Today sees the very welcome launch of Wild Justice, a not-for-profit company set up by TV presenter, photographer and wildlife campaigner Chris Packham CBE, author, blogger and campaigner Dr Mark Avery and blogger, researcher and wildlife campaigner Dr Ruth Tingay.

Wild Justice has been established to take legal cases on behalf of wildlife against public bodies where they are failing to protect species and/or habitats. The new organisation is working with legal teams in England and Scotland and will take action funded by public donations and crowdfunding appeals.

Dr Mark Avery has already taken two legal challenges against Natural England in the past 12 months with solicitors Leigh Day.  The first has already been won: Natural England signed an agreement with a grouse moor in West Yorkshire that involved a track being built across the grouse moor. Dr Avery claimed that the track was unlawful under the EU Habitats Directive and Natural England were forced to change their position and now oppose the track being built.  The second challenge was a judicial review of a scheme to manage the broods of the threatened Hen Harrier on grouse moors – that case is awaiting judgment after three days of a hearing in the High Court.

Ruth Tingay co-led the 2018 legal challenge against Scottish Natural Heritage’s decision to licence the culling of ravens on grouse moors in Strathbraan, Perthshire; a challenge which attracted widespread public support and funding. The scientific justification for the licence was deemed “completely inadequate” and “seriously flawed” by SNH’s own scientific advisory committee, resulting in the licence holders voluntarily suspending the cull and SNH accepting that killing protected species “just to see what happens” was insufficient justification for authorising this and similar culls.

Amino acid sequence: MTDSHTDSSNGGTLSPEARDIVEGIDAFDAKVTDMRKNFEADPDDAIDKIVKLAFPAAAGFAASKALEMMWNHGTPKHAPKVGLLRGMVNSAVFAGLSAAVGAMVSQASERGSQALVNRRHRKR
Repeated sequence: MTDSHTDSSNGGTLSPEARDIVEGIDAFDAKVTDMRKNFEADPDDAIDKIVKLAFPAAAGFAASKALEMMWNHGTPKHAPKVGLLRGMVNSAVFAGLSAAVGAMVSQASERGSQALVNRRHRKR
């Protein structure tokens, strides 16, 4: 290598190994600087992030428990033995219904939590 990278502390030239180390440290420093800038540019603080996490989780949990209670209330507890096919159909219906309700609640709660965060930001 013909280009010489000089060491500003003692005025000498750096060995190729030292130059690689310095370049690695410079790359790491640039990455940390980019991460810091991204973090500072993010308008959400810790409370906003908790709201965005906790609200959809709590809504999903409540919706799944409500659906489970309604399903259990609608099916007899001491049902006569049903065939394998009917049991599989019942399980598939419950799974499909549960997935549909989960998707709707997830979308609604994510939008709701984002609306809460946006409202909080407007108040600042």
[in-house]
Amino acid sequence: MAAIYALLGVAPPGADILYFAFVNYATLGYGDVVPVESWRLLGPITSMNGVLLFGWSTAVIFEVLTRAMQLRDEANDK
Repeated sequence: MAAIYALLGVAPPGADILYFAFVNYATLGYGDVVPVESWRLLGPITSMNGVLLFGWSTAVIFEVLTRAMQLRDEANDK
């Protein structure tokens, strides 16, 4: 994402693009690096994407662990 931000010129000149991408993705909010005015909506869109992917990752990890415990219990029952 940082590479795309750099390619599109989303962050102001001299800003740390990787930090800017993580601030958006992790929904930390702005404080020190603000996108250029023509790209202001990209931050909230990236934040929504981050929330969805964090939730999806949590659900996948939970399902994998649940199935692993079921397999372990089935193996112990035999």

Interestingly, the remit of Wild Justice isn’t just about legal challenges it also seeks to strengthen the law where it is inadequate, as outlined by Chris Packham: “Wild. Justice. Because the wild needs justice more than ever before. The pressures wrought upon our wildlife have reached a crisis point and this is an essential response. The message is clear . . . if you are breaking the law, if the law is weak, if the law is flawed – we are coming for you. Peacefully, democratically and legally. Our simple premise is to work with the laws we’ve got to seek real justice for our wildlife, to reform, refine or renew those laws we have to ensure that justice can be properly realised. Our wildlife has been abused, has been suffering, exploited or destroyed by criminals for too long. Well, no longer. Wild Justice will at last be the voice of those victims and it will be heard . . . and justice will be served.”

Wild Justice is already considering several legal challenges along similar lines to those already undertaken and they’ll be announcing their first project in the next few weeks.

The Wild Justice website can be found here: http://wildjustice.org.uk/home/

And you can follow Wild Justice on Twitter @WildJustice_org